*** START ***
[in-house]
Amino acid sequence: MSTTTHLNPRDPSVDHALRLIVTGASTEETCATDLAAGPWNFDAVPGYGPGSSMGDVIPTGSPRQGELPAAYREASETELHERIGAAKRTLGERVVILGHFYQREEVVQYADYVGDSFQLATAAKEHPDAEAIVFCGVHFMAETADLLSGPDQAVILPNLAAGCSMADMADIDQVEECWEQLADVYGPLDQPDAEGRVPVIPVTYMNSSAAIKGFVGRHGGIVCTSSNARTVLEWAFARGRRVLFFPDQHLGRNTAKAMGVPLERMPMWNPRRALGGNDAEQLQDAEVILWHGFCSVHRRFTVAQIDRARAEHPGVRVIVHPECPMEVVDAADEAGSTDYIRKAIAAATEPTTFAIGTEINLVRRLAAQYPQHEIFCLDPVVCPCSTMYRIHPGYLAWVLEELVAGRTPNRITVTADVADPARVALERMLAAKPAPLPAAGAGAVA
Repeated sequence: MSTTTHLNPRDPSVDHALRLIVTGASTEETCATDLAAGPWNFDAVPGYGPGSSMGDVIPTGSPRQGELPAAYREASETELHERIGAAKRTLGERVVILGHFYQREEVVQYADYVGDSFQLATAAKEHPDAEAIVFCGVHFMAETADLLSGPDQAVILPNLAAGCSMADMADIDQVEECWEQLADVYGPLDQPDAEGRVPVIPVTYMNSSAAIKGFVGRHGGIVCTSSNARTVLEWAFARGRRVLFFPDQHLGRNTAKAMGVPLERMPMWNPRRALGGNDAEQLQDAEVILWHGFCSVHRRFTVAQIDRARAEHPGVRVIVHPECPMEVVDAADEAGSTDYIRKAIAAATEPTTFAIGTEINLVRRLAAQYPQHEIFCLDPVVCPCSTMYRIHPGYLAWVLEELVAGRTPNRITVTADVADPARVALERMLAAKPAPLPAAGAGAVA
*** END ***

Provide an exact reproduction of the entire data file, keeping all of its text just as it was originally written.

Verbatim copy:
[in-house]
Amino acid sequence: MSTTTHLNPRDPSVDHALRLIVTGASTEETCATDLAAGPWNFDAVPGYGPGSSMGDVIPTGSPRQGELPAAYREASETELHERIGAAKRTLGERVVILGHFYQREEVVQYADYVGDSFQLATAAKEHPDAEAIVFCGVHFMAETADLLSGPDQAVILPNLAAGCSMADMADIDQVEECWEQLADVYGPLDQPDAEGRVPVIPVTYMNSSAAIKGFVGRHGGIVCTSSNARTVLEWAFARGRRVLFFPDQHLGRNTAKAMGVPLERMPMWNPRRALGGNDAEQLQDAEVILWHGFCSVHRRFTVAQIDRARAEHPGVRVIVHPECPMEVVDAADEAGSTDYIRKAIAAATEPTTFAIGTEINLVRRLAAQYPQHEIFCLDPVVCPCSTMYRIHPGYLAWVLEELVAGRTPNRITVTADVADPARVALERMLAAKPAPLPAAGAGAVA
Repeated sequence: MSTTTHLNPRDPSVDHALRLIVTGASTEETCATDLAAGPWNFDAVPGYGPGSSMGDVIPTGSPRQGELPAAYREASETELHERIGAAKRTLGERVVILGHFYQREEVVQYADYVGDSFQLATAAKEHPDAEAIVFCGVHFMAETADLLSGPDQAVILPNLAAGCSMADMADIDQVEECWEQLADVYGPLDQPDAEGRVPVIPVTYMNSSAAIKGFVGRHGGIVCTSSNARTVLEWAFARGRRVLFFPDQHLGRNTAKAMGVPLERMPMWNPRRALGGNDAEQLQDAEVILWHGFCSVHRRFTVAQIDRARAEHPGVRVIVHPECPMEVVDAADEAGSTDYIRKAIAAATEPTTFAIGTEINLVRRLAAQYPQHEIFCLDPVVCPCSTMYRIHPGYLAWVLEELVAGRTPNRITVTADVADPARVALERMLAAKPAPLPAAGAGAVA